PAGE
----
Lee Smolin

Lee Smolin
Lee Smolin
Physicist, Perimeter Institute; Author, Einstein's Unfinished Revolution

LEE SMOLIN is a theoretical physicist who has been, since 2001, a founding and senior faculty member at Perimeter Institute for Theoretical Physics. He is also adjunct professor of physics at the University of Waterloo and a member of the graduate faculty of the philosophy department at the University of Toronto. His main contributions have been so far to the quantum theory of gravity, to which he has been a co-inventor and major contributor to two major directions, loop quantum gravity and deformed special relativity. He also contributes to cosmology, through his proposal of cosmological natural selection: a falsifiable mechanism to explain the choice of the laws of physics. He has also contributed to quantum field theory, the foundations of quantum mechanics, theoretical biology, the philosophy of science and economics. He is the author of more than 150 scientific papers and numerous essays and writings for the public on science.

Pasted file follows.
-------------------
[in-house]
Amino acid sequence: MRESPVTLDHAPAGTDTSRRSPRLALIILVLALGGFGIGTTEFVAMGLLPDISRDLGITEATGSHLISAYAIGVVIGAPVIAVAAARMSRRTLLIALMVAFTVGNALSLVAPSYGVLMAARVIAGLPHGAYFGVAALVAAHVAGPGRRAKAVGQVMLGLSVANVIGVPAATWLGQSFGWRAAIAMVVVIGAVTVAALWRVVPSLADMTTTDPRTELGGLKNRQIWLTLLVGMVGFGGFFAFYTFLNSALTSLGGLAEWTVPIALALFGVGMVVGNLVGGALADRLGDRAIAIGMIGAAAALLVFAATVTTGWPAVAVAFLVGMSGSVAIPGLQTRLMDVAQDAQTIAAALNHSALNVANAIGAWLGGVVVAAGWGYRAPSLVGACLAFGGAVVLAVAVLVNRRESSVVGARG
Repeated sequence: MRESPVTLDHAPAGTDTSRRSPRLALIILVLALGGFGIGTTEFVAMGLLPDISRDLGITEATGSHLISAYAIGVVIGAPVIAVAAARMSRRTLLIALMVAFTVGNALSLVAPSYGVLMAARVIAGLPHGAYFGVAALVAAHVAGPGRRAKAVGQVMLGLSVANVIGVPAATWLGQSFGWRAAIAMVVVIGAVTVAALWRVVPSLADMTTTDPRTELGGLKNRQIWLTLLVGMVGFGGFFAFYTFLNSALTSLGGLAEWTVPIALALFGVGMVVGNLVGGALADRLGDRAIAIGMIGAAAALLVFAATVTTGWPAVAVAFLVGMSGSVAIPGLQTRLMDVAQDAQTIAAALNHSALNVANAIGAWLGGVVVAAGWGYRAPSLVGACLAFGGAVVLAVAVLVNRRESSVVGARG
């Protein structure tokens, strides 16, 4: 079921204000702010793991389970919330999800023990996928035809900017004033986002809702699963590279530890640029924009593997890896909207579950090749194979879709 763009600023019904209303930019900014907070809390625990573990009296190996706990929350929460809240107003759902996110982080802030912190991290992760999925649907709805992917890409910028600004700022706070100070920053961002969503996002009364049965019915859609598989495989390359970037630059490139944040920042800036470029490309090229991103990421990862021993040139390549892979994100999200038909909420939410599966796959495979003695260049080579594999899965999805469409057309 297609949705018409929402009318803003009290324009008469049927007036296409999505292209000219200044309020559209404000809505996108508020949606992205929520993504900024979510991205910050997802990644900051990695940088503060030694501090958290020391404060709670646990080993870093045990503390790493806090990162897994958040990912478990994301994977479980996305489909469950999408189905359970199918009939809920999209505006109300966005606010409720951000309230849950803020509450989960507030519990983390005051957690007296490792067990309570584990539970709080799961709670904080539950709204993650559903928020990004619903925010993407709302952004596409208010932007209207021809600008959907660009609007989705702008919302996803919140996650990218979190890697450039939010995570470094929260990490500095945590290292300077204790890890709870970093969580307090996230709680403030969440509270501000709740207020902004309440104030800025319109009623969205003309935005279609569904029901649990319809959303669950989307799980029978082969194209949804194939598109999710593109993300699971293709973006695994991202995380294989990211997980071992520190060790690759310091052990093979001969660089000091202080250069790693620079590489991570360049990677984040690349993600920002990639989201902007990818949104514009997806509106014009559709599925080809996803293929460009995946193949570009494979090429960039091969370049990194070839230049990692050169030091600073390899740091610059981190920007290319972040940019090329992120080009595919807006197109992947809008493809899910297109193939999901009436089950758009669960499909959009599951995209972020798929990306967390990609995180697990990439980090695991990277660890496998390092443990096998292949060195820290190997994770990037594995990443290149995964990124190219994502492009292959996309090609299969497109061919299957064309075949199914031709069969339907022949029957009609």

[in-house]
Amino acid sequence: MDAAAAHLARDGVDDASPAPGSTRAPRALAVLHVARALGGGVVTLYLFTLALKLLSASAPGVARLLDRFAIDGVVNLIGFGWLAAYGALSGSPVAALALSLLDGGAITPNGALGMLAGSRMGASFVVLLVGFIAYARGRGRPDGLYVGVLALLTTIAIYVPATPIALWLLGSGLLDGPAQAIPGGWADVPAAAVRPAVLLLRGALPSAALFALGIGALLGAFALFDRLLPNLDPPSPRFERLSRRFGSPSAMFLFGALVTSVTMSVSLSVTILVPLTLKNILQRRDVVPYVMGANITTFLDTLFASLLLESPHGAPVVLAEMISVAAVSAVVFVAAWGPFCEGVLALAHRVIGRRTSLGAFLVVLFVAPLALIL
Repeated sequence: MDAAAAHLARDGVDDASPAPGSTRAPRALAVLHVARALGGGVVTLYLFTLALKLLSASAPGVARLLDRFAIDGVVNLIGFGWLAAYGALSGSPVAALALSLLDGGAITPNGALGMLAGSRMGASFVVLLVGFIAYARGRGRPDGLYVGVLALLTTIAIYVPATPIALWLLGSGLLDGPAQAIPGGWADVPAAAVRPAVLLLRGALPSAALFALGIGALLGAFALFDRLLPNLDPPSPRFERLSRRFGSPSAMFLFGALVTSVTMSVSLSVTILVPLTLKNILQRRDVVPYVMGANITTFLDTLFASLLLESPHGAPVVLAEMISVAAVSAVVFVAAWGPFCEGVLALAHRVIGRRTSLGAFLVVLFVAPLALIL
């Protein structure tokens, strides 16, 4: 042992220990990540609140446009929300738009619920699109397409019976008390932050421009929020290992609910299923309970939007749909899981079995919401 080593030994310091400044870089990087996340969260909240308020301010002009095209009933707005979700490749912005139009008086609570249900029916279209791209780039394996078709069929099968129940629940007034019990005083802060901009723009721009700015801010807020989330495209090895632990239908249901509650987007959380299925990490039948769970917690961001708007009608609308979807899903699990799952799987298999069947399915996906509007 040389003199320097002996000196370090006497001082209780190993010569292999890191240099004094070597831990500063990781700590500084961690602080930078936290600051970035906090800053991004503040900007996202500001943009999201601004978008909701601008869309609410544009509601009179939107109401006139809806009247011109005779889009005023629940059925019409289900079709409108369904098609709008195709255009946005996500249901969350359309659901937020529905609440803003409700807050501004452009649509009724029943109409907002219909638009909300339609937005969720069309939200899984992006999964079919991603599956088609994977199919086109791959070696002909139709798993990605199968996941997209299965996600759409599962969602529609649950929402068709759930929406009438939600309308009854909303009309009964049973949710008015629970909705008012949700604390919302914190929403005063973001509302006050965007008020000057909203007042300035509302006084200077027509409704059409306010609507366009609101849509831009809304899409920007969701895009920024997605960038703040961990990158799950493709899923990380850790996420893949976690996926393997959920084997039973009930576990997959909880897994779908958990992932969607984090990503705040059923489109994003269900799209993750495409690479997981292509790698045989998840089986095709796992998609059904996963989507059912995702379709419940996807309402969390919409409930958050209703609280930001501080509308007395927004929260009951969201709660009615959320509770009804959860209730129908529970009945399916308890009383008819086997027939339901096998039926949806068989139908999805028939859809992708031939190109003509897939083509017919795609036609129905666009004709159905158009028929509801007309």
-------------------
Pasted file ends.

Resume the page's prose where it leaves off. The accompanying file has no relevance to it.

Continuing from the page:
Born in New York City, Smolin attended Hampshire College and Harvard University. After postdocs at IAS Princeton, ITP Santa Barbara, and the University of Chicago, he held faculty positions at Yale, Syracuse, and Penn State University. A Fellow of the American Physical Society and the Royal Society of Canada, he was awarded the 2009 Klopsteg Memorial Award from the American Association of Physics Teachers. In 2015, he was awarded, with Marina Cortes, the Inaugural Buchalter Cosmology Prize.

He is the author of The Life of the Cosmos (1997), Three Roads to Quantum Gravity (2001), The Trouble with Physics (2006), Time Reborn (2013), and Einstein's Unfinished Revolution (2019).

"It is very good that Stu Kauffman and Lee are making this serious attempt to save a notion of time, since I think the issue of timelessness is central to the unification of general relativity with quantum mechanics. The notion of time capsules is still certainly only a conjecture. However, as Lee admits, it has proven very hard to show that the idea is definitely wrong. Moreover, the history of physics has shown that it is often worth taking disconcerting ideas seriously, and I think timelessness is such a one. At the moment, I do not find Lee and Stu's arguments for time threaten my position too strongly."

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